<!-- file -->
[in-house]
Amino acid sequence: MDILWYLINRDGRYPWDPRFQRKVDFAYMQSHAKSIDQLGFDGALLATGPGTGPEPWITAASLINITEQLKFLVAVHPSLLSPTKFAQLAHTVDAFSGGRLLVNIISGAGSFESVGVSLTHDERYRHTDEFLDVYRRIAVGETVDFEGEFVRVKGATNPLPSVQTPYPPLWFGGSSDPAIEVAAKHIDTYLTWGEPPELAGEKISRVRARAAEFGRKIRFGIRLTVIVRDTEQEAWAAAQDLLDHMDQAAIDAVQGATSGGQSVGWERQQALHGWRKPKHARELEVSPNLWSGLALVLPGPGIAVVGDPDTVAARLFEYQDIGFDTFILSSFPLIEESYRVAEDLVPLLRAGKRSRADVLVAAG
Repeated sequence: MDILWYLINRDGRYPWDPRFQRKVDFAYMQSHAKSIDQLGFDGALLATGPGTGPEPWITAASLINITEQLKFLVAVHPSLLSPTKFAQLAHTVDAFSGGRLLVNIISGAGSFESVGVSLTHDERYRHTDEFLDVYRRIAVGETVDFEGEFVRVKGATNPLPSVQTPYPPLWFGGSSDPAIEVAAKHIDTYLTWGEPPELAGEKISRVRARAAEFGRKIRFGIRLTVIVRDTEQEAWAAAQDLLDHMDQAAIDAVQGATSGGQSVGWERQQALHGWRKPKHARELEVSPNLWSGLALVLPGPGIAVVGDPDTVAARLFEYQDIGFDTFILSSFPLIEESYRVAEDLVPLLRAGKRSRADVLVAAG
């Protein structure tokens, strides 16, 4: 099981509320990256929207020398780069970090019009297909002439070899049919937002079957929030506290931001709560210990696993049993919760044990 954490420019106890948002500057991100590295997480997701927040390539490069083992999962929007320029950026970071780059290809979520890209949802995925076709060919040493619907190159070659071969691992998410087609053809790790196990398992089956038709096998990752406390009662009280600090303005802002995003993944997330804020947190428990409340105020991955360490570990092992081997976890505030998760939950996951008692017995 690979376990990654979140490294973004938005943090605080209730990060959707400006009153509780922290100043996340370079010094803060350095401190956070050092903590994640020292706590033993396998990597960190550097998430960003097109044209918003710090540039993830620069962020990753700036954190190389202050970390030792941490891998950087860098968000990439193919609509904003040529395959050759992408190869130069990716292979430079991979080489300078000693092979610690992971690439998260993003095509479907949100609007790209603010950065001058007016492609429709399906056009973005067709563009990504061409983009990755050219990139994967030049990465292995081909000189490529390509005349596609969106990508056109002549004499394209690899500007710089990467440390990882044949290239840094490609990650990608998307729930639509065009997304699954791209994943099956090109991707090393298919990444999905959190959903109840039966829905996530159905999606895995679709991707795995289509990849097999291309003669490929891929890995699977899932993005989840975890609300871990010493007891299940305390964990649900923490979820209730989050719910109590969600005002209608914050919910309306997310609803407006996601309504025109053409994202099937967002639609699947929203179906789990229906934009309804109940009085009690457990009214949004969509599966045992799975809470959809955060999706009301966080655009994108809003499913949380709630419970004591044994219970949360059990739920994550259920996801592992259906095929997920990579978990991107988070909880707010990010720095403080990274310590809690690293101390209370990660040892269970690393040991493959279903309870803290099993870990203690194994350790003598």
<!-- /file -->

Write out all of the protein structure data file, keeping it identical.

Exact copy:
[in-house]
Amino acid sequence: MDILWYLINRDGRYPWDPRFQRKVDFAYMQSHAKSIDQLGFDGALLATGPGTGPEPWITAASLINITEQLKFLVAVHPSLLSPTKFAQLAHTVDAFSGGRLLVNIISGAGSFESVGVSLTHDERYRHTDEFLDVYRRIAVGETVDFEGEFVRVKGATNPLPSVQTPYPPLWFGGSSDPAIEVAAKHIDTYLTWGEPPELAGEKISRVRARAAEFGRKIRFGIRLTVIVRDTEQEAWAAAQDLLDHMDQAAIDAVQGATSGGQSVGWERQQALHGWRKPKHARELEVSPNLWSGLALVLPGPGIAVVGDPDTVAARLFEYQDIGFDTFILSSFPLIEESYRVAEDLVPLLRAGKRSRADVLVAAG
Repeated sequence: MDILWYLINRDGRYPWDPRFQRKVDFAYMQSHAKSIDQLGFDGALLATGPGTGPEPWITAASLINITEQLKFLVAVHPSLLSPTKFAQLAHTVDAFSGGRLLVNIISGAGSFESVGVSLTHDERYRHTDEFLDVYRRIAVGETVDFEGEFVRVKGATNPLPSVQTPYPPLWFGGSSDPAIEVAAKHIDTYLTWGEPPELAGEKISRVRARAAEFGRKIRFGIRLTVIVRDTEQEAWAAAQDLLDHMDQAAIDAVQGATSGGQSVGWERQQALHGWRKPKHARELEVSPNLWSGLALVLPGPGIAVVGDPDTVAARLFEYQDIGFDTFILSSFPLIEESYRVAEDLVPLLRAGKRSRADVLVAAG
């Protein structure tokens, strides 16, 4: 099981509320990256929207020398780069970090019009297909002439070899049919937002079957929030506290931001709560210990696993049993919760044990 954490420019106890948002500057991100590295997480997701927040390539490069083992999962929007320029950026970071780059290809979520890209949802995925076709060919040493619907190159070659071969691992998410087609053809790790196990398992089956038709096998990752406390009662009280600090303005802002995003993944997330804020947190428990409340105020991955360490570990092992081997976890505030998760939950996951008692017995 690979376990990654979140490294973004938005943090605080209730990060959707400006009153509780922290100043996340370079010094803060350095401190956070050092903590994640020292706590033993396998990597960190550097998430960003097109044209918003710090540039993830620069962020990753700036954190190389202050970390030792941490891998950087860098968000990439193919609509904003040529395959050759992408190869130069990716292979430079991979080489300078000693092979610690992971690439998260993003095509479907949100609007790209603010950065001058007016492609429709399906056009973005067709563009990504061409983009990755050219990139994967030049990465292995081909000189490529390509005349596609969106990508056109002549004499394209690899500007710089990467440390990882044949290239840094490609990650990608998307729930639509065009997304699954791209994943099956090109991707090393298919990444999905959190959903109840039966829905996530159905999606895995679709991707795995289509990849097999291309003669490929891929890995699977899932993005989840975890609300871990010493007891299940305390964990649900923490979820209730989050719910109590969600005002209608914050919910309306997310609803407006996601309504025109053409994202099937967002639609699947929203179906789990229906934009309804109940009085009690457990009214949004969509599966045992799975809470959809955060999706009301966080655009994108809003499913949380709630419970004591044994219970949360059990739920994550259920996801592992259906095929997920990579978990991107988070909880707010990010720095403080990274310590809690690293101390209370990660040892269970690393040991493959279903309870803290099993870990203690194994350790003598």